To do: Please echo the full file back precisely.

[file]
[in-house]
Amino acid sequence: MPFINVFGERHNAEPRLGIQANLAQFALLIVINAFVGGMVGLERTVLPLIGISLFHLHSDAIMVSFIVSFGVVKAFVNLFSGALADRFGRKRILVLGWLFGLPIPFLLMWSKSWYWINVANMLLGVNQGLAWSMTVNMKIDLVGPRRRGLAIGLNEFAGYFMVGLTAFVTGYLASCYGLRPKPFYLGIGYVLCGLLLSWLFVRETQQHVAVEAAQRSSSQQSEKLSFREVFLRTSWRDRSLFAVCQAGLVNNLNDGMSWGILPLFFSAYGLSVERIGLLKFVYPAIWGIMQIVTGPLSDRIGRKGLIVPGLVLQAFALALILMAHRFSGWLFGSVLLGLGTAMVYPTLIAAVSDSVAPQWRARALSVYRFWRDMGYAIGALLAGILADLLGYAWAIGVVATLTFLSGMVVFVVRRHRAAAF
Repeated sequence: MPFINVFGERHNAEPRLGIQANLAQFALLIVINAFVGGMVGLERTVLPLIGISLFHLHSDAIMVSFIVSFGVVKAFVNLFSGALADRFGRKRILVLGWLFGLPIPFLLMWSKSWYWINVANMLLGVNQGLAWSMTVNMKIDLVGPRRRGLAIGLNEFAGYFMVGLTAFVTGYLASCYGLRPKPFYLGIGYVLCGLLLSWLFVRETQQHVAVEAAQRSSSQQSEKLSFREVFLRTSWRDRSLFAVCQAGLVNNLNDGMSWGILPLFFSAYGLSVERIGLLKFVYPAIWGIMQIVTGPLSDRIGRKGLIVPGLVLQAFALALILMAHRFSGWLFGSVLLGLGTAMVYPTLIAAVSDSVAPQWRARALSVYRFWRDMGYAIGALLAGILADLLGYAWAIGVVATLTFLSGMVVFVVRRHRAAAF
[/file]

[in-house]
Amino acid sequence: MPFINVFGERHNAEPRLGIQANLAQFALLIVINAFVGGMVGLERTVLPLIGISLFHLHSDAIMVSFIVSFGVVKAFVNLFSGALADRFGRKRILVLGWLFGLPIPFLLMWSKSWYWINVANMLLGVNQGLAWSMTVNMKIDLVGPRRRGLAIGLNEFAGYFMVGLTAFVTGYLASCYGLRPKPFYLGIGYVLCGLLLSWLFVRETQQHVAVEAAQRSSSQQSEKLSFREVFLRTSWRDRSLFAVCQAGLVNNLNDGMSWGILPLFFSAYGLSVERIGLLKFVYPAIWGIMQIVTGPLSDRIGRKGLIVPGLVLQAFALALILMAHRFSGWLFGSVLLGLGTAMVYPTLIAAVSDSVAPQWRARALSVYRFWRDMGYAIGALLAGILADLLGYAWAIGVVATLTFLSGMVVFVVRRHRAAAF
Repeated sequence: MPFINVFGERHNAEPRLGIQANLAQFALLIVINAFVGGMVGLERTVLPLIGISLFHLHSDAIMVSFIVSFGVVKAFVNLFSGALADRFGRKRILVLGWLFGLPIPFLLMWSKSWYWINVANMLLGVNQGLAWSMTVNMKIDLVGPRRRGLAIGLNEFAGYFMVGLTAFVTGYLASCYGLRPKPFYLGIGYVLCGLLLSWLFVRETQQHVAVEAAQRSSSQQSEKLSFREVFLRTSWRDRSLFAVCQAGLVNNLNDGMSWGILPLFFSAYGLSVERIGLLKFVYPAIWGIMQIVTGPLSDRIGRKGLIVPGLVLQAFALALILMAHRFSGWLFGSVLLGLGTAMVYPTLIAAVSDSVAPQWRARALSVYRFWRDMGYAIGALLAGILADLLGYAWAIGVVATLTFLSGMVVFVVRRHRAAAF